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Patrolling Indonesia’s natural heritage

Closing ranks on environmental crime

Indonesia: an exceptional natural heritage

Indonesia is an archipelago country located in the transitional zone of the ‘Wallace line’, a faunal boundary line separating the ecozones of Asia and Australia.  As a result, Indonesia is home to a unique mixture and abundance of both Asian and Australasian flora and fauna.

Unique geography favoring biodiversity

Indonesia enjoys 80,000 km of coastline (second longest in the world after Canada) and an archipelago geography of 17,508 islands surrounded by tropical seas.

Rainforest

Indonesia has the third largest forest-lands in the world after Brazil and the Democratic Republic of Congo.  With tropical forests covering 60% of its territory, Indonesia hosts an abundance of natural resources and animal species.

Biodiversity

Indonesia has the second highest level of biodiversity after Brazil.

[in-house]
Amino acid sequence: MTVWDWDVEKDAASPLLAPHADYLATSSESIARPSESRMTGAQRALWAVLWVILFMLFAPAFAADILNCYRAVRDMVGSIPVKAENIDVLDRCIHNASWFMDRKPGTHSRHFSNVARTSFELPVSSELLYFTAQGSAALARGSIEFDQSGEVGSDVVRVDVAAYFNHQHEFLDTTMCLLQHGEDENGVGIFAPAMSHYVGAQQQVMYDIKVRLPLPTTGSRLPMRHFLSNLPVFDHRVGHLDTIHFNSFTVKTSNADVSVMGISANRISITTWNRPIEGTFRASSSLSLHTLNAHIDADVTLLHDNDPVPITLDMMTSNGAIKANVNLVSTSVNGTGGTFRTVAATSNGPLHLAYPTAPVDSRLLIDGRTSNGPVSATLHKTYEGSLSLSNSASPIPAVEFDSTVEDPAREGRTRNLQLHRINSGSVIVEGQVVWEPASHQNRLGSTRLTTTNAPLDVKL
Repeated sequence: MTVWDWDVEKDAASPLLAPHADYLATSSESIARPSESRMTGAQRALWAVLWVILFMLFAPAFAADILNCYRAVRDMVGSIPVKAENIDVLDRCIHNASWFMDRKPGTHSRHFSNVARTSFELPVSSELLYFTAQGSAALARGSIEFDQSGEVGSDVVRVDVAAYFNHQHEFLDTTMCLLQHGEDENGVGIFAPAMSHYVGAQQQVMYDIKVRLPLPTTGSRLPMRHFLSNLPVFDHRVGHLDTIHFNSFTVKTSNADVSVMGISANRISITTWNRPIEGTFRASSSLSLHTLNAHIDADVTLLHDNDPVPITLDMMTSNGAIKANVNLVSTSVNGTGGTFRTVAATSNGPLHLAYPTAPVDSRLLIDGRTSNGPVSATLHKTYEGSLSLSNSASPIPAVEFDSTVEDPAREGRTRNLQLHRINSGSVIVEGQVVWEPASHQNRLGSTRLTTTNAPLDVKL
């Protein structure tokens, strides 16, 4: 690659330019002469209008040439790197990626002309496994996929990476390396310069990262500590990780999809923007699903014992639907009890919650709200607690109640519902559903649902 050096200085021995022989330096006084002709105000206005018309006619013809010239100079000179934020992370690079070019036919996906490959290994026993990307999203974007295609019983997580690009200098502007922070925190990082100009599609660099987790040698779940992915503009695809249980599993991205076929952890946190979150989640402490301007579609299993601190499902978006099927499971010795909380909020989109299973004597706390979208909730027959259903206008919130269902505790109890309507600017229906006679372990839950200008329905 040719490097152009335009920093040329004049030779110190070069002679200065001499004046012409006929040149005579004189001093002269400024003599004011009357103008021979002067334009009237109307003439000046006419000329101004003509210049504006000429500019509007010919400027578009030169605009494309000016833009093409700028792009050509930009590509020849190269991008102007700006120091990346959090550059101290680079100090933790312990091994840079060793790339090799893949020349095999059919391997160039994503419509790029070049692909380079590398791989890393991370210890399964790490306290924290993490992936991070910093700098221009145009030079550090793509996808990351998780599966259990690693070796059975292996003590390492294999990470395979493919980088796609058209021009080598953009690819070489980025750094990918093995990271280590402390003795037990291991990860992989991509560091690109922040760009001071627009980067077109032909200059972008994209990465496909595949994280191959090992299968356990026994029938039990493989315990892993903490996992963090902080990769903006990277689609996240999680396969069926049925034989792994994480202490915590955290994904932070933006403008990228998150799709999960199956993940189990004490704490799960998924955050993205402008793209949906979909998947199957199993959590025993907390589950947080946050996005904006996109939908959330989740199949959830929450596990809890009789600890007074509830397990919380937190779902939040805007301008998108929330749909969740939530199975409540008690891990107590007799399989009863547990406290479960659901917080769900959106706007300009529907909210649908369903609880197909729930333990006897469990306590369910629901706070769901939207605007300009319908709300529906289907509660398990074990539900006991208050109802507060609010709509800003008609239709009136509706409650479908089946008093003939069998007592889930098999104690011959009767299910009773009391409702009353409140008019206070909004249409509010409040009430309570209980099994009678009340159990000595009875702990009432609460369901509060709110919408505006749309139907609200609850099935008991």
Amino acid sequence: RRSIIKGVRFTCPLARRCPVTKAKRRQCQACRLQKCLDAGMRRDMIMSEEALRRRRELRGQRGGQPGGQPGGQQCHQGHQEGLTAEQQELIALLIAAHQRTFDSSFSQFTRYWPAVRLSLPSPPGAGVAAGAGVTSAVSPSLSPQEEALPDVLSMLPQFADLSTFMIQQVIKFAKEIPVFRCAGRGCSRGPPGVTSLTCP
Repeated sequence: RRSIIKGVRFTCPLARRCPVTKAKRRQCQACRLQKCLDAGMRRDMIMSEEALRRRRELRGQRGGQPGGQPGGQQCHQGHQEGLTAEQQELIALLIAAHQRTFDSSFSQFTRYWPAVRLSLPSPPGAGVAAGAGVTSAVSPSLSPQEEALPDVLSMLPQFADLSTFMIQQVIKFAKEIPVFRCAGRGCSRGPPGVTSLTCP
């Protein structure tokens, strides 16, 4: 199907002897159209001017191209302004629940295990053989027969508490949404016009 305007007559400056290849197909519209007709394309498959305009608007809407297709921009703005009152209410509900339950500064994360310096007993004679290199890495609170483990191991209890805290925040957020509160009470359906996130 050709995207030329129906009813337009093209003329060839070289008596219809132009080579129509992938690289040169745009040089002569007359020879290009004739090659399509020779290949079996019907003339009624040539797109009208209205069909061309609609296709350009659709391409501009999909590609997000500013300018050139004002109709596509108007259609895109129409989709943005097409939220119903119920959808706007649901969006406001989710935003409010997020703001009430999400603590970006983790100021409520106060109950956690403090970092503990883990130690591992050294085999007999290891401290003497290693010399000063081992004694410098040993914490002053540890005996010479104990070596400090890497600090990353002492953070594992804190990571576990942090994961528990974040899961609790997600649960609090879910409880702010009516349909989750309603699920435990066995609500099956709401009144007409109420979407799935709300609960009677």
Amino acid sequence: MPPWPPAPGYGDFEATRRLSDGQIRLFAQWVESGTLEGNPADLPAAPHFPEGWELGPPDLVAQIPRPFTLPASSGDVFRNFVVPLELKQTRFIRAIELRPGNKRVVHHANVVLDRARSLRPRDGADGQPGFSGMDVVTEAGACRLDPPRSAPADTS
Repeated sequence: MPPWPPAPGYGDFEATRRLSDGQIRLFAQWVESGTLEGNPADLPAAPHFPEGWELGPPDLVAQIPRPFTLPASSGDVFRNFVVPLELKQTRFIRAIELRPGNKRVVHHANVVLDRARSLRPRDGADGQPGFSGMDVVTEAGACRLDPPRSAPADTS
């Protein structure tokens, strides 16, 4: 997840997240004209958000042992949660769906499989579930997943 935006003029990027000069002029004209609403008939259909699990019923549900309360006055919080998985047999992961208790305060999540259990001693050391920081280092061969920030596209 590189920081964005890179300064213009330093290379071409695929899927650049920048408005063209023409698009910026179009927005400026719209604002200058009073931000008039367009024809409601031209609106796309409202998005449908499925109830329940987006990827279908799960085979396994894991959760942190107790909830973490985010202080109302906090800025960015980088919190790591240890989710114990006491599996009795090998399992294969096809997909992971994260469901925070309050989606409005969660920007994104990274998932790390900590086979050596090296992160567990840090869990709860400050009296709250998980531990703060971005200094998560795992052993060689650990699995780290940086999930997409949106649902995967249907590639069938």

Endemic species

Indonesia tops the global charts for  the number of species unique to its own territory.

Flora and Fauna

Indonesia has its own exclusive range of sea and coastal ecosystems, and the world's greatest diversity of coral reef fish.

Indonesia is home to 17% of all known bird species (1,600 species in total) and:

  • 12 % of the world’s mammal species (second highest worldwide);
  • 35 primate species (fourth highest worldwide);
  • 7.3 of the world’s reptiles (fourth highest worldwide);
  • 38,000 plant species (fifth highest worldwide); 
  • 270 species of amphibians (sixth highest worldwide);
  • 8,000 species of fish;
  • 25,000 species of flowering plants;
  • 250,000 species of insects.

Indonesia is the world’s fourth most populous country (about 240 million). With so many people, animals and plant life species sharing the same space, a struggle for resources is unavoidable.  Animals like the tiger, rhinoceros, orangutan, elephant, and leopard were once abundant in Indonesia, but numbers have dwindled drastically.  Some are almost extinct. 

It is estimated that one species becomes extinct every day in Indonesia. This begs the question: what is Indonesia doing to protect its exceptional and vulnerable natural heritage?

Facts and figures courtesy of Indonesia’s Ministry of Forestry